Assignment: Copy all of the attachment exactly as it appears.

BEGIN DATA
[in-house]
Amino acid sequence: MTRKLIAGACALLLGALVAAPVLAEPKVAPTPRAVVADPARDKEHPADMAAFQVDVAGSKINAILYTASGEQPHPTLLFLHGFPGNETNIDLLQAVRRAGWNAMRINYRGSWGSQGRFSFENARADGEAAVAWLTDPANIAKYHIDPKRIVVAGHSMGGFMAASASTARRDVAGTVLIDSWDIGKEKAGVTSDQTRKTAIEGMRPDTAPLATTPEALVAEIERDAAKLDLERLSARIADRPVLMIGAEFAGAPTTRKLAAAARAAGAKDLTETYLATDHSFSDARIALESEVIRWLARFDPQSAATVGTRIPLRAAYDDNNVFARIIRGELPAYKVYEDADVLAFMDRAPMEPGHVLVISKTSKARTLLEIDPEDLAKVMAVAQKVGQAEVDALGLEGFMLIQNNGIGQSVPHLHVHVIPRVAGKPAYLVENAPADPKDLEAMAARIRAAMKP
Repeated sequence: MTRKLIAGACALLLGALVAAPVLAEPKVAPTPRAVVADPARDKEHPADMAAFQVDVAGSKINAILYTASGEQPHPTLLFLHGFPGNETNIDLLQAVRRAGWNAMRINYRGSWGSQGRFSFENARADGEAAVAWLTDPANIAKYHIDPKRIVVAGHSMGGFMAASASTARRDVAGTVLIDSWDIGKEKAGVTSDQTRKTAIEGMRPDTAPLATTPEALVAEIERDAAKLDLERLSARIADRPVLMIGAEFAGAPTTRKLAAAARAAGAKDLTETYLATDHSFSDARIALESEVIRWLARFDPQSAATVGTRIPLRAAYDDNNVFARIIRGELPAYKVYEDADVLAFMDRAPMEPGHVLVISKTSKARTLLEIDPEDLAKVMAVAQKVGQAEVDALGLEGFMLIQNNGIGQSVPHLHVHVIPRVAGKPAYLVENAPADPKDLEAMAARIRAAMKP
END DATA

[in-house]
Amino acid sequence: MTRKLIAGACALLLGALVAAPVLAEPKVAPTPRAVVADPARDKEHPADMAAFQVDVAGSKINAILYTASGEQPHPTLLFLHGFPGNETNIDLLQAVRRAGWNAMRINYRGSWGSQGRFSFENARADGEAAVAWLTDPANIAKYHIDPKRIVVAGHSMGGFMAASASTARRDVAGTVLIDSWDIGKEKAGVTSDQTRKTAIEGMRPDTAPLATTPEALVAEIERDAAKLDLERLSARIADRPVLMIGAEFAGAPTTRKLAAAARAAGAKDLTETYLATDHSFSDARIALESEVIRWLARFDPQSAATVGTRIPLRAAYDDNNVFARIIRGELPAYKVYEDADVLAFMDRAPMEPGHVLVISKTSKARTLLEIDPEDLAKVMAVAQKVGQAEVDALGLEGFMLIQNNGIGQSVPHLHVHVIPRVAGKPAYLVENAPADPKDLEAMAARIRAAMKP
Repeated sequence: MTRKLIAGACALLLGALVAAPVLAEPKVAPTPRAVVADPARDKEHPADMAAFQVDVAGSKINAILYTASGEQPHPTLLFLHGFPGNETNIDLLQAVRRAGWNAMRINYRGSWGSQGRFSFENARADGEAAVAWLTDPANIAKYHIDPKRIVVAGHSMGGFMAASASTARRDVAGTVLIDSWDIGKEKAGVTSDQTRKTAIEGMRPDTAPLATTPEALVAEIERDAAKLDLERLSARIADRPVLMIGAEFAGAPTTRKLAAAARAAGAKDLTETYLATDHSFSDARIALESEVIRWLARFDPQSAATVGTRIPLRAAYDDNNVFARIIRGELPAYKVYEDADVLAFMDRAPMEPGHVLVISKTSKARTLLEIDPEDLAKVMAVAQKVGQAEVDALGLEGFMLIQNNGIGQSVPHLHVHVIPRVAGKPAYLVENAPADPKDLEAMAARIRAAMKP